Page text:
Jan. 6 Committee staffers prepare for all-out Republican attack – Rolling Stone

members and staff of the January 6th committee are actively preparing for a multi-pronged Republican vendetta when the GOP takes over the House next month and anticipate a full-scale effort to discredit the body’s work and punish its workers, current and former staffers say as well as other sources who have been briefed on the situation.

As the committee prepares its final report, staffers are also preparing to look into their investigation, including subpoenas to gain access to their private communications, emails and other documents dating back a year and a half, the sources said.

“I was told [months ago] by a manager to be meticulous about avoiding writing or emailing anything that could one day be used against the committee and our important work,” says a former investigator. “Nothing to be taken out of context and nothing to hold up as some sort of ‘smoking gun’ for the Jim Jordans and [Marjorie Taylor Greene’s] of Congress.”

In anticipation of GOP attacks, some current and former employees have asked their managers whether they should pre-emptively hire attorneys, or at least scout for potential attorneys. Earlier this year, several members of the committee were recommended that they take out professional liability insurance in anticipation of an upcoming GOP counter-inquiry, according to two sources familiar with the committee’s work. Both sources say they bought it. At the request of Rolling Stone As for why they decided to get the insurance earlier this year, one of them simply said, “Because I’m not an idiot.”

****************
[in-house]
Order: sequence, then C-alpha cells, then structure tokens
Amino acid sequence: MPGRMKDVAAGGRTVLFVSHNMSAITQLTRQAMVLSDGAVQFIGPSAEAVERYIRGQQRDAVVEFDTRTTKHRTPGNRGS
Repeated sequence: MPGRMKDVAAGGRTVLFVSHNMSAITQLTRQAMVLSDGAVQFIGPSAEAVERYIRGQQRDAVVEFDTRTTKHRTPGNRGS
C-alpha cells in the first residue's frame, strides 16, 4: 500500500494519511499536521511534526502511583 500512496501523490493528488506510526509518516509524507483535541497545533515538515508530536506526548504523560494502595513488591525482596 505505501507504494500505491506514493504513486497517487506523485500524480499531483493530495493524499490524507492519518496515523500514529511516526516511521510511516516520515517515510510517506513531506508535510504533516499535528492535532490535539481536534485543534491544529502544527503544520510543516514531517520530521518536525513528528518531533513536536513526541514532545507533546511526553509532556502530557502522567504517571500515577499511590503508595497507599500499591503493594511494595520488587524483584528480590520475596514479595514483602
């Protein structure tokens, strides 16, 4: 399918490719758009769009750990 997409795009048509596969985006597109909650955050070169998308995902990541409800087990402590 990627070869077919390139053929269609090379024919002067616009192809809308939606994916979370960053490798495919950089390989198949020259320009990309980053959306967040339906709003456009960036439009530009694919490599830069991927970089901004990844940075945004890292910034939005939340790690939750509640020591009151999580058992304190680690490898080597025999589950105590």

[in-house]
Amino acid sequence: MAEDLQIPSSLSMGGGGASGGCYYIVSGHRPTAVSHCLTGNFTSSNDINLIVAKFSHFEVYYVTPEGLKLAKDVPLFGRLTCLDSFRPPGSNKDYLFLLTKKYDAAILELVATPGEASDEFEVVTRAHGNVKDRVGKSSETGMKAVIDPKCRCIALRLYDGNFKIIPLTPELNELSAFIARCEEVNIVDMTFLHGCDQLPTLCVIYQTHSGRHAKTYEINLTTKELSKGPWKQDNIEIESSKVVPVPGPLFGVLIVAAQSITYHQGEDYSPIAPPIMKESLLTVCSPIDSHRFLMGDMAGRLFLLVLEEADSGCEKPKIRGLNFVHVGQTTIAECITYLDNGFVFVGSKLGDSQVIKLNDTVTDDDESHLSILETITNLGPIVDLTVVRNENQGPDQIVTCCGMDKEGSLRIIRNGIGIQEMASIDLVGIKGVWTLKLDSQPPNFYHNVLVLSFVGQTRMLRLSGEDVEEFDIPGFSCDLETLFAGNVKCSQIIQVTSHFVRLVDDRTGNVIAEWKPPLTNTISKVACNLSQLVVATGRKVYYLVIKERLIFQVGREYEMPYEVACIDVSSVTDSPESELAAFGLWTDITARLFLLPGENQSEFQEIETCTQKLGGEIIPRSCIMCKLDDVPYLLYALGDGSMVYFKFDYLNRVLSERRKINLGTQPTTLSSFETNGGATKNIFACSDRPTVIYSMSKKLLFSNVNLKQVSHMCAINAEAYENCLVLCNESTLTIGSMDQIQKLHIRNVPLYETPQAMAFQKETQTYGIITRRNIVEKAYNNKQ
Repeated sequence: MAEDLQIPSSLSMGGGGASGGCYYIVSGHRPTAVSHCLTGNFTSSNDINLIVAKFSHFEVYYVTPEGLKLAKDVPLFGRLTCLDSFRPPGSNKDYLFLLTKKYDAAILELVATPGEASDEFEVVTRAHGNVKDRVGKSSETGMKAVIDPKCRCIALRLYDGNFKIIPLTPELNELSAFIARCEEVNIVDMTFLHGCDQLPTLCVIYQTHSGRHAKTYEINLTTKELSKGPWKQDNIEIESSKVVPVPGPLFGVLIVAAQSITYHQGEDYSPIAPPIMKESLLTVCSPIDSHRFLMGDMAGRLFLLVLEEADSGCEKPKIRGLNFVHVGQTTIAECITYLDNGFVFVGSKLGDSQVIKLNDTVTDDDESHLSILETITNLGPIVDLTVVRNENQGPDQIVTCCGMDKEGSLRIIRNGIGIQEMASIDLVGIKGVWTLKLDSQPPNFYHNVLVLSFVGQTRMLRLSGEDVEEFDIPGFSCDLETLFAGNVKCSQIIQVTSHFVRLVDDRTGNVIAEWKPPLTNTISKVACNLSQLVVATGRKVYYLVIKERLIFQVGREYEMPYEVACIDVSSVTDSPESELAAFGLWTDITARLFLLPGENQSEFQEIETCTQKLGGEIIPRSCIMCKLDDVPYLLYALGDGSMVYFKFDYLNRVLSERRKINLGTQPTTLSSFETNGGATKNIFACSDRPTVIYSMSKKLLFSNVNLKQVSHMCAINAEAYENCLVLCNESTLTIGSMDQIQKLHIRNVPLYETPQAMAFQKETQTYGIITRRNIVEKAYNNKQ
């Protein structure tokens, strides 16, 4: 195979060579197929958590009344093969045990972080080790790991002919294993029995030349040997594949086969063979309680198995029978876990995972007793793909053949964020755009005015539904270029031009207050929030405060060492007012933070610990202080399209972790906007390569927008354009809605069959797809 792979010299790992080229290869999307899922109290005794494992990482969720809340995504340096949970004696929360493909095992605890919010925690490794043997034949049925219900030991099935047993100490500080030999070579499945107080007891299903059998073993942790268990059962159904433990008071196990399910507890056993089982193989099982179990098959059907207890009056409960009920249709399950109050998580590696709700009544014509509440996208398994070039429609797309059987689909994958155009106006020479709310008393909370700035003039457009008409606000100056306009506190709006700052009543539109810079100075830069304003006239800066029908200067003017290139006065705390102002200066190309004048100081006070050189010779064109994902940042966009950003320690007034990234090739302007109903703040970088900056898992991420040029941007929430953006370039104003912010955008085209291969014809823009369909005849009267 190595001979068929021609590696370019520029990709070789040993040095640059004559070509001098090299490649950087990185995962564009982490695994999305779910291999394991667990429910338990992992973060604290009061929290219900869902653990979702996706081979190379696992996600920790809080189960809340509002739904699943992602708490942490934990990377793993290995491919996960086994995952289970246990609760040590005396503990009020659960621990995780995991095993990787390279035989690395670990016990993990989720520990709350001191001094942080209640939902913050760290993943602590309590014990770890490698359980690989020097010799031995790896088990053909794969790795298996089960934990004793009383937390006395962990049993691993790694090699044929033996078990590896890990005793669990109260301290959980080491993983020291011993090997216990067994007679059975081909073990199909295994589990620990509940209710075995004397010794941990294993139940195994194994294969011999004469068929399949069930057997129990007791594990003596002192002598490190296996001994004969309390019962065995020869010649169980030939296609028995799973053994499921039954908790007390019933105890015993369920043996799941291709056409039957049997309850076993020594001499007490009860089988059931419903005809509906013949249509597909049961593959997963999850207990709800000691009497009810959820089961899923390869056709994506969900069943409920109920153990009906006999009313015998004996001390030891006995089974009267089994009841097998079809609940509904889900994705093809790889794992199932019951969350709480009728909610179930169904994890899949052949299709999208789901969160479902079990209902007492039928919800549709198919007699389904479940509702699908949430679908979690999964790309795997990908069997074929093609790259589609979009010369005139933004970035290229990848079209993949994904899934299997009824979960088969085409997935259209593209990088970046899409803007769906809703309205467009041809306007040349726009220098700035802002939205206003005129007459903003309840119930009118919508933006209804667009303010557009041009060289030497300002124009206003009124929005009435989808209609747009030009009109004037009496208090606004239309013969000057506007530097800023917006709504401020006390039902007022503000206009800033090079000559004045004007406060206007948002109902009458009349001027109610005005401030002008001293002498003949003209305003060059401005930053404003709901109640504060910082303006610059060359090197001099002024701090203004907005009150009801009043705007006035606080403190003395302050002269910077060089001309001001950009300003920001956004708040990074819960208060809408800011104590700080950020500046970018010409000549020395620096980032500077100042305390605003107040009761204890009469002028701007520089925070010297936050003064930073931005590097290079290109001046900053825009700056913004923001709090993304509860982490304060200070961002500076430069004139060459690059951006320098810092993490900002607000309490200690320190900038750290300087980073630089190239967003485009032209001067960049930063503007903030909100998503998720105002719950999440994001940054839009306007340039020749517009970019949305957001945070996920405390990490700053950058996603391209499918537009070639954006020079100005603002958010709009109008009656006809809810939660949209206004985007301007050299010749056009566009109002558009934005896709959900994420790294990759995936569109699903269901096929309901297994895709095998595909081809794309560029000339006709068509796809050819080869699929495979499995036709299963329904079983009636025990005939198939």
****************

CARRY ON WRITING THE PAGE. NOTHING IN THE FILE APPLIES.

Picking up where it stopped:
Republicans have been open about their plans to go after the body. According to a source with direct knowledge of the matter, Donald Trump spoke to House Republican allies earlier this year about possible plans to rip through the committee’s Jan. 6 undisclosed records and communications to uncover dirt or unflattering details. According to the source, Trump even privately suggested possible avenues of investigation, including investigating whether committee members leaked details to the press or disclosed embarrassing material about the former president and his supporters. And hopeful House Speaker Kevin McCarthy has publicly hinted at plans to probe investigators as part of the party’s ongoing effort to protect Donald Trump from the January 6 fallout. In a November 30 letter, McCarthy asked the committee to preserve his extensive records.

The committee was already obligated to keep its records with or without McCarthy’s letter. And the committee staff considered it a glorified press release. One source familiar with the committee’s work adds that one irony discussed among certain staffers is that the “bad faith arguments being used by Trump and his allies, including members of the Republican House of Representatives, to obstructing the Special Committee’s investigation, they could reappear if used by targets of the incoming majority’s investigation.”

Still, it’s unclear what exactly House Republicans can get their hands on if — and more likely when — the party begins to turn the Jan. 6 committee’s operations upside down.

“The question is not what can be subpoenaed, but what the House Rules require the committee to turn over to its successor committee or the National Archives,” said Michael Stern, attorney and former senior counsel of the House of Representatives. “It gets murkier when you’re talking about informal work products like notes and the like… If the incoming majority thinks there are things that should have been handed over that haven’t been handed over, or they just want access to certain information, they might create problems subpoenas or take other steps to gain access to records held by individual members and employees. His options will depend in part on whether the individuals concerned are still members or staff of the House at the next Congress.”

The threat of attacks is adding pressure at an already tense time for the House Committee. The panel’s final stretch was rocked by internal divisions, according to current and former employees and other sources aware of the situation.